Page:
Will pharmacogenomic testing become a routine part of clinical care?

Some adverse drug events are a predictable consequence of therapeutic, especially dosing failures. Idiosyncratic toxicities, on the other hand, are much less predictable and much more insidious. Pharmacogenomics is a powerful tool that can reveal some of these vulnerabilities before toxicity occurs or, if performed after the fact, can explain the cause of an adverse drug event that has already happened. Clinical trials cannot detect all adverse drug events due to the limited population in which the drugs are being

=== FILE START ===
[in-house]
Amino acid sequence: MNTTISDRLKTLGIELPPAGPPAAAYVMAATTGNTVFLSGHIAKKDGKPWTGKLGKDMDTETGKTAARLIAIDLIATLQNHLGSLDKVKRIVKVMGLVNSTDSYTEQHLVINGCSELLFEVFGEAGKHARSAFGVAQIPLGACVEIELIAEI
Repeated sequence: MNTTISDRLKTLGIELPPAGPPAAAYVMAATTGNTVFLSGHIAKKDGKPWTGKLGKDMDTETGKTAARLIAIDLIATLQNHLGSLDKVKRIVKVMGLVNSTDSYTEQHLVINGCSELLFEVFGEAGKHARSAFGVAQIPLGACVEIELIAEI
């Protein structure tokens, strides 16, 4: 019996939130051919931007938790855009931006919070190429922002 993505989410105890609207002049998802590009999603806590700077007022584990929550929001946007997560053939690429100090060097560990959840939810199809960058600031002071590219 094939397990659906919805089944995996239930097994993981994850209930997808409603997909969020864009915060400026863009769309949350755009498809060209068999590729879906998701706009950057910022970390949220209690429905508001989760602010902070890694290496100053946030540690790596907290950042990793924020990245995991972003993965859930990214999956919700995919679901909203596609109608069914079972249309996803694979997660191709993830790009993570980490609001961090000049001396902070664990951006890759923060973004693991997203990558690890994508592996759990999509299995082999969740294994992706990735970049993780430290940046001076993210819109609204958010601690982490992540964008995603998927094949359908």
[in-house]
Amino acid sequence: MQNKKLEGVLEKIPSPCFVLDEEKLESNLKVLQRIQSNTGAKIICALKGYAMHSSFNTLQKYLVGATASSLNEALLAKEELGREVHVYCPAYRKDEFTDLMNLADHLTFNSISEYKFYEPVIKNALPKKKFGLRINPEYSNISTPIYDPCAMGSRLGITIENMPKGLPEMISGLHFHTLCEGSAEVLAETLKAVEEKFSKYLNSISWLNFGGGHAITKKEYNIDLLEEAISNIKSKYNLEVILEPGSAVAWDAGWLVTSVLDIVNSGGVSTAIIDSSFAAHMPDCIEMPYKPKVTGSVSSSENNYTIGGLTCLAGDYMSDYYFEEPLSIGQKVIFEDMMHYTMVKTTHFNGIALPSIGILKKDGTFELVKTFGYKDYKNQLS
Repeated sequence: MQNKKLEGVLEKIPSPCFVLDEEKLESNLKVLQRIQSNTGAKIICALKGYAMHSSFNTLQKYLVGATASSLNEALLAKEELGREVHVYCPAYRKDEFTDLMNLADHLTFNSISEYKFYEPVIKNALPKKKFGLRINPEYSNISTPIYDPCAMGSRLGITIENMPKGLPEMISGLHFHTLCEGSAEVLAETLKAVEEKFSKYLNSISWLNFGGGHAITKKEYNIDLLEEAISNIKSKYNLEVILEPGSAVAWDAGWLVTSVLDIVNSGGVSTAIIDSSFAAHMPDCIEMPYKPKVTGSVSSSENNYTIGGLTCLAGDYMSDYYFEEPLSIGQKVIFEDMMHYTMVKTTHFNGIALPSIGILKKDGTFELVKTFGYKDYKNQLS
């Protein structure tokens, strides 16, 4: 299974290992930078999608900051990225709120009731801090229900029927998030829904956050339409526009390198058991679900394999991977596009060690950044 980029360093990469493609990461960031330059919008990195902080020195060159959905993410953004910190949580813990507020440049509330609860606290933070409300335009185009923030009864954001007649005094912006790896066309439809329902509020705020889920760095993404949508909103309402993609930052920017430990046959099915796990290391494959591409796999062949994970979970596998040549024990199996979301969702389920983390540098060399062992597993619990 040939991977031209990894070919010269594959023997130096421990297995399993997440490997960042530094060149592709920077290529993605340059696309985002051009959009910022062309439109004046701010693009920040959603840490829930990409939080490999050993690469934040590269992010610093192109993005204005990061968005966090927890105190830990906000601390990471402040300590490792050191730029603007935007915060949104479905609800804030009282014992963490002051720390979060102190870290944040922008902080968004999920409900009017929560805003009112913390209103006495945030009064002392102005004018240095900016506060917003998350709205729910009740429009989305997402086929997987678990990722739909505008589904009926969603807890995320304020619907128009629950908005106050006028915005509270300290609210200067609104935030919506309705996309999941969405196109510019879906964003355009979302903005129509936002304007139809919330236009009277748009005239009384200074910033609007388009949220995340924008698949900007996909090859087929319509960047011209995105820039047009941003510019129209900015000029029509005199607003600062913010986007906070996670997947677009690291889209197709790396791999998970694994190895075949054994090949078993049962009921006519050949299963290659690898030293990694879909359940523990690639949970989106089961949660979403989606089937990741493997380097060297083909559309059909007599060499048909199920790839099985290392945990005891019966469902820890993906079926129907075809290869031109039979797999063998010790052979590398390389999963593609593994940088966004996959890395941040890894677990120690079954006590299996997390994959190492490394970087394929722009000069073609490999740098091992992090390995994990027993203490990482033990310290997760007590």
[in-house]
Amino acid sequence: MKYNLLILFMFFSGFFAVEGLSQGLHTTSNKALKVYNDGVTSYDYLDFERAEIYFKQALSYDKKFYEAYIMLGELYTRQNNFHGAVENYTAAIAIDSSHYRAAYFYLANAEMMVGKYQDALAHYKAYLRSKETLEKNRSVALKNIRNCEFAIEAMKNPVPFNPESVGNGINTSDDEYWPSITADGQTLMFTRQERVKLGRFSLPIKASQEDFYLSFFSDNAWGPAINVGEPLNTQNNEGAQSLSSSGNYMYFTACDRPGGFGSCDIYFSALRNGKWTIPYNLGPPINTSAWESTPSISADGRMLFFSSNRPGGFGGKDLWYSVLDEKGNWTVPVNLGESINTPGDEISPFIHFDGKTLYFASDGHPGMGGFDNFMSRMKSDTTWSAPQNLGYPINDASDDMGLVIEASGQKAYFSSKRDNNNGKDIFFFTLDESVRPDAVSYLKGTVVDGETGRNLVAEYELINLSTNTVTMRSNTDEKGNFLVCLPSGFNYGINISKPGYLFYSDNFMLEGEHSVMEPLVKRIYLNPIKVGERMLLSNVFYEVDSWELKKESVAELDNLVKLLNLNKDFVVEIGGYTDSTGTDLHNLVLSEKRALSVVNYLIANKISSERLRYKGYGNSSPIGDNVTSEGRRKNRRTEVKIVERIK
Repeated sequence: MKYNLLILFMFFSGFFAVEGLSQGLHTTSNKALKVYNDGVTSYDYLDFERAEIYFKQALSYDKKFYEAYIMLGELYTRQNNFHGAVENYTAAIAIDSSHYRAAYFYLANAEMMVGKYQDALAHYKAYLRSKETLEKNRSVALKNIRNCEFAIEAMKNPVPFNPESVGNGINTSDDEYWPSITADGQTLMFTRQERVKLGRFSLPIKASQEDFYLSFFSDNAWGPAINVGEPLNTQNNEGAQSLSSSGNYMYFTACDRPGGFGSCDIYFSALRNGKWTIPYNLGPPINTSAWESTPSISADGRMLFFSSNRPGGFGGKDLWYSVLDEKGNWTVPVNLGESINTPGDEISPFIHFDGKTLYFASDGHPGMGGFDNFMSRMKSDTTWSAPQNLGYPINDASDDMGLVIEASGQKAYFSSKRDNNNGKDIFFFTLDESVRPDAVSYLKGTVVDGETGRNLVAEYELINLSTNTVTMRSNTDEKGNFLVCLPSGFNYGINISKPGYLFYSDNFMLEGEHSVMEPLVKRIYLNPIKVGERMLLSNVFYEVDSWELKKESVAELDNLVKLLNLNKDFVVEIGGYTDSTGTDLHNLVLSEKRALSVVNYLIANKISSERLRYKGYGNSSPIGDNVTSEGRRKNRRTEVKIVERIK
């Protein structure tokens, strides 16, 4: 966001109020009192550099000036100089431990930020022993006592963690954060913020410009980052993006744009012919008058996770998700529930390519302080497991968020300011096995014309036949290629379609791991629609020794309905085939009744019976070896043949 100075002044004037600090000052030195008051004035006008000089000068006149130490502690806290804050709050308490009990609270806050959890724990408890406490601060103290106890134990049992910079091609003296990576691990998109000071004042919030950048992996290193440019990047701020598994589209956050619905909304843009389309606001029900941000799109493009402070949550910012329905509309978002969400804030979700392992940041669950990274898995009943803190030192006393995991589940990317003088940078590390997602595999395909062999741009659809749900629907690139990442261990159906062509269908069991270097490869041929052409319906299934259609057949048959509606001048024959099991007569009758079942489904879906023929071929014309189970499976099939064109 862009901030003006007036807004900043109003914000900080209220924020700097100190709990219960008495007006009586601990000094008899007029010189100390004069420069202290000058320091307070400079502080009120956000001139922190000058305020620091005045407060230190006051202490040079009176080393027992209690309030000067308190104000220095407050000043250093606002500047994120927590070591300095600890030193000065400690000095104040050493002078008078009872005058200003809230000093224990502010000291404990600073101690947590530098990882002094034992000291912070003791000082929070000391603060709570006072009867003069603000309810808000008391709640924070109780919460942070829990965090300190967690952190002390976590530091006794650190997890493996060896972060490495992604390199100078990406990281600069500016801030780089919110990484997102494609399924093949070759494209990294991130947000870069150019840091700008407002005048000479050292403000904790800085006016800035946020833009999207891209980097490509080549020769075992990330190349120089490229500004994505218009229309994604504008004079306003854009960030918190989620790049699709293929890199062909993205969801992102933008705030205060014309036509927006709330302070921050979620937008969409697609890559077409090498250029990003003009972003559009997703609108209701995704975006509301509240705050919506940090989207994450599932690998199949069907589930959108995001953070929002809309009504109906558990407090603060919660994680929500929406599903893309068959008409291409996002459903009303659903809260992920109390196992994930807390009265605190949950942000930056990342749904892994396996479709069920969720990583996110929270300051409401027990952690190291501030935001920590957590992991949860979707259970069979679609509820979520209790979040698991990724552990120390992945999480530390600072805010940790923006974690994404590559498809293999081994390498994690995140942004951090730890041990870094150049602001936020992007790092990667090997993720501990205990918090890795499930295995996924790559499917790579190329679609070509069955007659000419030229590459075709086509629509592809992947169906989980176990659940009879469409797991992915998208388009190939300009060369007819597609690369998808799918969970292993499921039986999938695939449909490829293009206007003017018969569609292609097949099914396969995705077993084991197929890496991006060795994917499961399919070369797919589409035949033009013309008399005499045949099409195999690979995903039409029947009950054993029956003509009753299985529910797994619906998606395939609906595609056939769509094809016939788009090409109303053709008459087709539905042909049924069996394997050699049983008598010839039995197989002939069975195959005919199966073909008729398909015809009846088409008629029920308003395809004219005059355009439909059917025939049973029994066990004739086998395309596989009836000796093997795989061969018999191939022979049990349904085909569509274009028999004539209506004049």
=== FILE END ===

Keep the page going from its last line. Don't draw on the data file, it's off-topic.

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Utilizing pharmacogenomic testing to ensure effective therapy

Some medications are administered as prodrugs that need to be metabolized in the active form by the body. An example of such a drug is codeine. It undergoes biotransformation into morphine by CYP2D6. Patients who transform codeine faster who are referred to as ultrarapid metabolizers, transform codeine into morphine so fast that they can develop opioid toxicity. On the other hand, poor metabolizers would not be able to produce enough active moiety, thereby making the drug ineffective. One such example

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